We are in the middle of the century: Walt Disney has just come out Cinderellamillions of people watched the coronation of Queen Elizabeth II and the United States Supreme Court ruled on the historic case Brown v. Board of Education. But what about the world of music? Where was he going? We’re glad you asked.
The music world was hurtling along a path of innovation in the 1950s, evolving at a pace not unlike the population explosion felt in the United States. So, in order to recapture some of the sound of that era, we’ve rounded up five of the best rock songs of the 50s. Check out those tracks below.
1. Jailhouse Rock by Elvis Presley (1957)
What better way to start than with a famous track from the King of Rock ‘n’ Roll? The Presley-recorded song “Jailhouse Rock” was written by Jerry Leiber and Mike Stoller for the movie of the same name. Presley’s subsequent vocal and dance performance of the song has long been hailed as one of King’s finest, and the song itself includes lyrics that could be interpreted as sly references to same-sex relationships. He was, without a doubt, ahead of his time.
2. “Wake Up Little Susie” by The Everly Brothers (1957)
The husband-and-wife songwriting team of Felice and Boudleaux Bryant wrote the Everly Brothers song “Wake Up Little Susie” about an innocent outing with outrageous implications. In the song, a young couple go out to see a movie (probably at a drive-in) and they both fall asleep. The movie wasn’t that hot / There wasn’t much plotsaid the male figure, We fell asleep, our goose is cooked / Our reputation is shot.
“Wake Up Little Susie” became the Everly Brothers’ number one hit, but we still don’t know what happened to Little Susie once she finally returned home.
3. “Tutti Frutti” by Petit Richard (1955)
Just as Presley was dubbed the King of Rock ‘n’ Roll, Little Richard was known as the Architect of Rock ‘n’ Roll. He helped define and challenge the new style of rock music that was emerging in the 50s. Richard, born Richard Penniman, wrote “Tutti Frutti” with Dorothy LaBostrie and it became his first big hit.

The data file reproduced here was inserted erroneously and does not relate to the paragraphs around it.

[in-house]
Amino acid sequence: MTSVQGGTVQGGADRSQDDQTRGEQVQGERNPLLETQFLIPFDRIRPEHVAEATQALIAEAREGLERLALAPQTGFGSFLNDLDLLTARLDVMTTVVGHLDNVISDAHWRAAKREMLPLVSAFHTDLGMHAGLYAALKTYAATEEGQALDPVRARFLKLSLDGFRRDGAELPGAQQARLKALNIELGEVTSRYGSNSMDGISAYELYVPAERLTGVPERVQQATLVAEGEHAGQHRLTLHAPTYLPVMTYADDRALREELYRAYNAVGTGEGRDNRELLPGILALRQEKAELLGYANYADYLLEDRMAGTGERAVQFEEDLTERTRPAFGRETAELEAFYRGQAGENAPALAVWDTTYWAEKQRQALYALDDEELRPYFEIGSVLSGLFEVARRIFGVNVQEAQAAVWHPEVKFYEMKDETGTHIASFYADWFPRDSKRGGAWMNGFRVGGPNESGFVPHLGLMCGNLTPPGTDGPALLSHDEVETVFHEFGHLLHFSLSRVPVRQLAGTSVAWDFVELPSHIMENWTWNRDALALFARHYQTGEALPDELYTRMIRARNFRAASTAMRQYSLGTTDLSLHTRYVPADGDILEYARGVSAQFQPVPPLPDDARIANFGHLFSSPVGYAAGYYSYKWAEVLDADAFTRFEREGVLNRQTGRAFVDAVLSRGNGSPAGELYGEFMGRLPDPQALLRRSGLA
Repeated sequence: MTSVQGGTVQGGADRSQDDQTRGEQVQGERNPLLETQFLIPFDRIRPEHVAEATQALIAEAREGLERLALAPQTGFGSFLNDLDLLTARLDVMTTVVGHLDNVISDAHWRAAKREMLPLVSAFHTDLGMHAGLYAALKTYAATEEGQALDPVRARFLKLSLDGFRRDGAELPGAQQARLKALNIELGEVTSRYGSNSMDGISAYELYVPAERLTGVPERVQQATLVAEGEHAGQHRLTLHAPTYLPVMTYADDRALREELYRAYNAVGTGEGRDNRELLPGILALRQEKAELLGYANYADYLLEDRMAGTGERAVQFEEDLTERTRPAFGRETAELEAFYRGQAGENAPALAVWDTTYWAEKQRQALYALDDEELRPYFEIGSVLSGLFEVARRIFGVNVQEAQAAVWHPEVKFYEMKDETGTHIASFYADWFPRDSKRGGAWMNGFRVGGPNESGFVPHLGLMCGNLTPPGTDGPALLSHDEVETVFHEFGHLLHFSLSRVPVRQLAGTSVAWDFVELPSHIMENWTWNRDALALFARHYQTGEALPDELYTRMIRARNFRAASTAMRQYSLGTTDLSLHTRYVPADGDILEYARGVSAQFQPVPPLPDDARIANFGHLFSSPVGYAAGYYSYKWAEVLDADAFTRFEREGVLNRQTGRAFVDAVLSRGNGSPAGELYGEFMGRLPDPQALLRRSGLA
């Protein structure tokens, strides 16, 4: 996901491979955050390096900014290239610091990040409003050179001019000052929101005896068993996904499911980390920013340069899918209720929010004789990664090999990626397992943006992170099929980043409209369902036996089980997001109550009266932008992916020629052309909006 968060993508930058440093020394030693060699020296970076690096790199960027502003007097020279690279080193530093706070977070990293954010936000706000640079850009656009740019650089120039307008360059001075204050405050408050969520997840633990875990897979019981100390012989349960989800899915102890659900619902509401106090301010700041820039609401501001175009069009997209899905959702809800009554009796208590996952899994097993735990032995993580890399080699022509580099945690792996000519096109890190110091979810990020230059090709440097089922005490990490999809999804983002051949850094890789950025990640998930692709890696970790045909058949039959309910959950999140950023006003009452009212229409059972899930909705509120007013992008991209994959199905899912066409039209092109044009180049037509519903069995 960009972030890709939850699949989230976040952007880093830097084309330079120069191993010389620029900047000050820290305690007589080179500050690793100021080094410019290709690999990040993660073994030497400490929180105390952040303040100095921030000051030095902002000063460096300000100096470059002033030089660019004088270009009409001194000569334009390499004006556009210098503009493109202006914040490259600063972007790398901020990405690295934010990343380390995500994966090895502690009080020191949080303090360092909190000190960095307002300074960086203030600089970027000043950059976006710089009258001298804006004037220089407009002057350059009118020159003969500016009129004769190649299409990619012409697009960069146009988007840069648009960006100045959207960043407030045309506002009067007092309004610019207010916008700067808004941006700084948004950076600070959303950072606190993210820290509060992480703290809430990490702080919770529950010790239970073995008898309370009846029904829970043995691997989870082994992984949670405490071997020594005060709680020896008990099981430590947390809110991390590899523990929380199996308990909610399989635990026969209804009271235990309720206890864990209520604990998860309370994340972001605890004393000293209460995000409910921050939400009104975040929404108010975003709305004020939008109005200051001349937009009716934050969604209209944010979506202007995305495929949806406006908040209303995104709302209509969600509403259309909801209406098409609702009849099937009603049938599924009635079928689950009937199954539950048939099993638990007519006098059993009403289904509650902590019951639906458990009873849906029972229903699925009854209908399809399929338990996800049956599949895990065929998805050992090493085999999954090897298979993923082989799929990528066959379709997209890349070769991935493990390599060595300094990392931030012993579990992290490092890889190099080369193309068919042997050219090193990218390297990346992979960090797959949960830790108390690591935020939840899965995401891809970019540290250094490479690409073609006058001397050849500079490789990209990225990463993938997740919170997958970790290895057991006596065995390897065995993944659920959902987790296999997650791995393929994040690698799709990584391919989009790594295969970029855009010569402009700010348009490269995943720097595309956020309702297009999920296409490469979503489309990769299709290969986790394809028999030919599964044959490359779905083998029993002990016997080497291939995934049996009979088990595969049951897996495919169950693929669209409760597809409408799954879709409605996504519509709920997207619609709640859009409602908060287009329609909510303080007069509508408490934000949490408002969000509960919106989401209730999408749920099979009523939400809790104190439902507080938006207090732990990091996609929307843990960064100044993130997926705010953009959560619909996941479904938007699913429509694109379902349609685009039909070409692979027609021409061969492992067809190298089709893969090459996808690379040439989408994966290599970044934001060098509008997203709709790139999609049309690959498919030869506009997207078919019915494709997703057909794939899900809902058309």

4. “Great Balls of Fire” by Jerry Lee Lewis (1957)
Noting a slight resurgence after its appearance in Top Gun: Maverick“Great Balls of Fire” is one of Jerry Lee Lewis’ most recognizable rock ‘n’ roll hits.
You shake my nerves and you shake my brain
Too much love drives a man crazy
You broke my will
But what a thrill
Goodness, big balls of fire!
5. “Shake, Rattle and Roll” by Big Joe Turner (1954)
Jesse Stone, also known by his pseudonym Charles F. Calhoun, wrote “Shake, Rattle and Roll” for Big Joe Turner in 1954. It’s a rhythmic song that Turner recorded in New York with a screaming chorus backing his vocals. “Shake, Rattle and Roll” also includes sexual innuendo that was considered exceptionally outrageous for its time. We assume that the baby boom had a bigger effect on the United States than just the size of its population…
Photo of Elvis by Michael Ochs Archives/Getty Images